Tuesday, December 8, 2009

Engagements from Beyond the Border: Reflections on the Know Goa Programme

Subsequent to hearing a critical participant’s observation about the ‘Know Goa Programme’ organized by the Department for NRI Affairs, I had my reservations about the Programme, wondering if it was not just another waste of public funds. My experiences with participants of the second edition of the ‘Know Goa Programme’ however, allowed me a partial retake on the initiative.

The ‘Know Goa Programme’ is apparently modeled on the ‘Know India Programme’ that has been designed for young adults (between the years 18 to 28) of Goan origin to spend some time in Goa, and get to know the place their parents or grandparents arrived from. The experience involves something of a guided tour across Goa, and the opportunity to interact with individuals, institutions and officials. Interacting along with other local Goans with these visitors over the past weekend, it became obvious that despite the possibility that the Programme could in fact be an all expenses paid holiday trip, it has it benefits.

Listening to the participants of this year’s programme speak, Harish Rao, a Californian-bred Goan, and present in the gathering, spoke up, hitting a nail squat on the head. He pointed out that when we (as young people of Goan origin) come to Goa on holidays with our parents, Goa is reduced entirely to an encounter with family. It boils down to visits from one family home to another, and a few photographs. There is no experience of a wider Goa outside of this family circuit. If we are to develop a connection with Goa, this young man pointed out, we need to be able to move out of these family circuits and establish larger connections with the society at large. To be sure, this is what the Programme seems to be attempting, allowing these young persons an initial engagement with Goa as individuals, and outside of the suffocating frameworks of family (and its often tiresome obligations).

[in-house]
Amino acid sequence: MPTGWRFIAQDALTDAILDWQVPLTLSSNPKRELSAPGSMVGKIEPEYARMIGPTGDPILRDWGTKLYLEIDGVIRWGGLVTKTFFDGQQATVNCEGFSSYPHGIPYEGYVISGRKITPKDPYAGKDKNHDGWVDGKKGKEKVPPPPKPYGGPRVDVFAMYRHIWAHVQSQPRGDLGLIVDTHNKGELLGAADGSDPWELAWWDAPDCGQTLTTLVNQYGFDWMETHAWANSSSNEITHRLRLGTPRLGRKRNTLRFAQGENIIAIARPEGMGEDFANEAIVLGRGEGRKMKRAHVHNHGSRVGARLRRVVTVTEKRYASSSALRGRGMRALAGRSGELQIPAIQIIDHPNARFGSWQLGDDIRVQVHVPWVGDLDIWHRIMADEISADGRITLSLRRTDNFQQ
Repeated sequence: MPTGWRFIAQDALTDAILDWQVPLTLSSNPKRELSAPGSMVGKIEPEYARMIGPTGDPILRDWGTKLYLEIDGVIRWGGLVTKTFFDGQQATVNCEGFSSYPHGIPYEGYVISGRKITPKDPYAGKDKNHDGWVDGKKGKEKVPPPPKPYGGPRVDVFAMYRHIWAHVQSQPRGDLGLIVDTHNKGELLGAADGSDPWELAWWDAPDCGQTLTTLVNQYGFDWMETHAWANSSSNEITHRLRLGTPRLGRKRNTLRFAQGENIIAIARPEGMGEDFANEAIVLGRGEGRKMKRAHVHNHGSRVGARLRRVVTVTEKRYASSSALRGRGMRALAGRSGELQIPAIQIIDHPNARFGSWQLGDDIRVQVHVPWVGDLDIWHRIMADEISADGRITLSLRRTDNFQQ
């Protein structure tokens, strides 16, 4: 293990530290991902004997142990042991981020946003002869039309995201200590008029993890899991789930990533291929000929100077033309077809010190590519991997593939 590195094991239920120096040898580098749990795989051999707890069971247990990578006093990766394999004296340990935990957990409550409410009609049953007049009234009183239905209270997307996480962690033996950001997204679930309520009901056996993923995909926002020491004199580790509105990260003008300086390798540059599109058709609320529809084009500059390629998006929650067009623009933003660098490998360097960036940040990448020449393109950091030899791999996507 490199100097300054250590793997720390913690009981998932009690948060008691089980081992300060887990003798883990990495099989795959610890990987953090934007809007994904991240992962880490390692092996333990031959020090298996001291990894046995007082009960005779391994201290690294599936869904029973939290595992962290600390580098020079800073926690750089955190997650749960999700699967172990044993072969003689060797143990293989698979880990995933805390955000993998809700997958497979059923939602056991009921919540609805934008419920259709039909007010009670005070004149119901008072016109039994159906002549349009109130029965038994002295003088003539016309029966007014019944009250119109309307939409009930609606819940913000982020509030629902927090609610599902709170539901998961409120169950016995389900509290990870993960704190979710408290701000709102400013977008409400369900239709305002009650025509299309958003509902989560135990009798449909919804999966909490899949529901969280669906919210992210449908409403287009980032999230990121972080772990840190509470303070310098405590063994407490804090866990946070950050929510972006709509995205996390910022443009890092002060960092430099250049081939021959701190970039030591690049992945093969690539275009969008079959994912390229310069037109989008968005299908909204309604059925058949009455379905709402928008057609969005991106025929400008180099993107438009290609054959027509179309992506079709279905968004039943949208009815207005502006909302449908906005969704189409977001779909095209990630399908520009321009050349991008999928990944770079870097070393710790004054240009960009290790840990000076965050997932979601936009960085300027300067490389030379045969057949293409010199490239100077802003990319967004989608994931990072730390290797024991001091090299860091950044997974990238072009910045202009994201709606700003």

Unfortunately though because the Know Goa Programme is couched within the larger context of diasporic politics, the Programme (or at least the part I was witness to) replicates the problems of diasporic politics. Two of these problems are, the essentialising of culture, and the restriction of the cultural identity within a national framework.

In their encounter with local Goans, the participating young adults were berated with the idea that they ought to learn ‘Konkani, our language’. Then came the usual lament of how we don’t do sing the Mando, dance fugdi, dhalo etc etc. There are a number of problems with this approach, the most important being that it freezes culture into being necessarily from the past, and must be held on to. There is no recognition of the fact that this culture evolved in the context of a certain time, certain kinds of social relations, and as time, economy and social relations change, this culture will change as well! One must be aware of the past yes, but hanging on to it suffocates a society. This suffocation is perhaps one reason why latter generation immigrants of Goan origin do not attend Goan events, or why younger local Goans take ‘cultural events’ lightly; these do not speak to the vibrancy of their lives and experiences. These events ask only that we continue to animate corpses that ought to have been buried.